West Bromwich Albion’s derby game against Wolverhampton Wanderers in the FA Cup this weekend (stream all games live on ESPN+) kicks off at the unusually early time of 11:45 a.m. on Sunday. “Early?” Barçelona might reply to that. “Hold my gazpacho.”
That’s because the earliest a professional football match has ever kicked off — or should this be the latest? — was at Camp Nou in September 2003 when Barça took on Sevilla in LaLiga at 12.05 a.m. on a Wednesday.
A party atmosphere was created. Three tenors performed before the game, there were free KitKats and cups of gazpacho (a cold soup made from blended vegetables) for the 80,237 supporters in attendance and Ronaldinho scored his first-ever goal for Barça. The Brazilian, making his home debut after signing from Paris Saint-Germain, took the ball from his own half and crashed it in off the underside of the bar to make it 1-1 at around 01:30 a.m. local time.
But why on Earth did that all happen in the early hours, with most people due to be waking up for work or school a few hours later?
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Well, the Spanish league had scheduled for the second round of fixtures that season to be played in midweek before the September international break, leading most teams to play Saturday through Tuesday before their players headed off to join up with their respective countries.
However, Barça and Sevilla could not agree on a slot for their game. Sevilla couldn’t move their weekend game, saying tickets had already been printed and dispatched for the Sunday, and also ruled out playing Monday or Tuesday as it would fall within 48 hours of their previous match.
Sensing an opportunity to face a weakened Barça without their internationals, they also refused to rearrange the fixture for later in the campaign.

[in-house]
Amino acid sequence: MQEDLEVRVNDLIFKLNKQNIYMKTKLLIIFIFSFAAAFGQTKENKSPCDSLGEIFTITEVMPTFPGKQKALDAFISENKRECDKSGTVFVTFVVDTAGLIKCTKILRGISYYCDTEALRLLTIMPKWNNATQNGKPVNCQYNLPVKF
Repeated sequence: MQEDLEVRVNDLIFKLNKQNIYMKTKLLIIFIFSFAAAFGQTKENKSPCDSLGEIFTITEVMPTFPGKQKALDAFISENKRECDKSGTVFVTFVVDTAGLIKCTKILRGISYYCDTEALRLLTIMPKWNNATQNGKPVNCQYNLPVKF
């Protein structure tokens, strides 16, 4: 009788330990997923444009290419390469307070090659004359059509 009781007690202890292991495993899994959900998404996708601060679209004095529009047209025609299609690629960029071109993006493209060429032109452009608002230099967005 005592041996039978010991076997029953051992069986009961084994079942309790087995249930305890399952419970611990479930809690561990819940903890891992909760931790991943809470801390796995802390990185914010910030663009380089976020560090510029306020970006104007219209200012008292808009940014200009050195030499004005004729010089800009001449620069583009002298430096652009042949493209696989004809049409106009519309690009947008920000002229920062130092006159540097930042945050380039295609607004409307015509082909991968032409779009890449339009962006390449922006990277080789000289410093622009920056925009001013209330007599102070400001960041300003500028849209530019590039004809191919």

“LaLiga put the game on a Wednesday, but that meant Ronaldinho would have left to join up with Brazil,” Sandro Rosell, Barça’s vice president at the time, told the documentary “The Happiest Man in the World.”
“We thought, ‘Ufff, we are going to lose without him’ so we pushed for Tuesday with LaLiga. They said no. And then the idea came to us to play on the Wednesday five minutes after midnight. It was crazy, but we are thinking we have to do it because we need Ronaldinho.”
The club checked the sporting statutes and legislation to see if it was possible and, once they had the green light, “The Night of Gazpacho,” as it is referred to locally, was born.
“I remember we had a really long siesta before because the game started so late,” former Barca player Sergio Santamaría told ESPN. “And also the excitement to do something at that time. It was the same as when you were little and didn’t have school because you had something special on.
“It felt a bit like that, unusual, that’s what we felt because of the fact we were playing after midnight. It was different because it was not a normal kick-off time. It was a struggle to sleep afterwards!”
But not everyone was on board. “I still think it makes no sense,” Joaquín Caparrós, Sevilla’s manager from 2000 to 2005, told reporters before the game. “It is bad for football.”
Worried that fans would not turn up, Barça came up with different ways to persuade them to come to the game. They kept the club museum open until midnight, laid on music from three tenors and gave out 100,000 KitKats, 40,000 cups of gazpacho, 30,000 Actimel yogurts, 25,000 bags of Doritos, bread and jamón (cured ham). The response was a crowd of over 80,000.
Things did not get off to a great start, though. Ronaldinho was available, but Barça were deprived of their Netherlands internationals — Phillip Cocu, Patrick Kluivert, Michael Reiziger, Marc Overmars, Giovanni van Bronckhorst — and soon fell behind as José Antonio Reyes gave Sevilla a 10th-minute lead from the penalty spot.
“‘Madre mía [my mother],’ I’m thinking,” Rosell added. “After everything we have done and now we are going to lose.”
But as Ronaldinho joked in the documentary: “Things couldn’t possibly go wrong. Midnight is when I come into my own.”
The retired star, now 43, was referencing the headlines he made during his time at Barça for his love of the city’s nightlife, but it was an entirely different bar he was hitting in the early hours on this occasion. Picking up the ball just inside his half, he breezed beyond defenders José Luis Martí and Francisco Casquero before thumping an unstoppable effort that bounced down off the bar and over the line way past midnight.
“He dribbled, dribbled, dribbled and then boom,” remembers Toni Juanmartí, a journalist for Diario Sport who was at the game. “It was an amazing night and an amazing moment. I still remember perfectly the explosion after the goal. When he shot, it was one of those where you’re thinking, ‘What are you doing …’ And then pandemonium.”
There will be no free pies or chocolate at the Hawthorns on Sunday morning. However, there is a chance for someone to write their name in the Black Country derby history books as the two old rivals meet for the first time since 2021.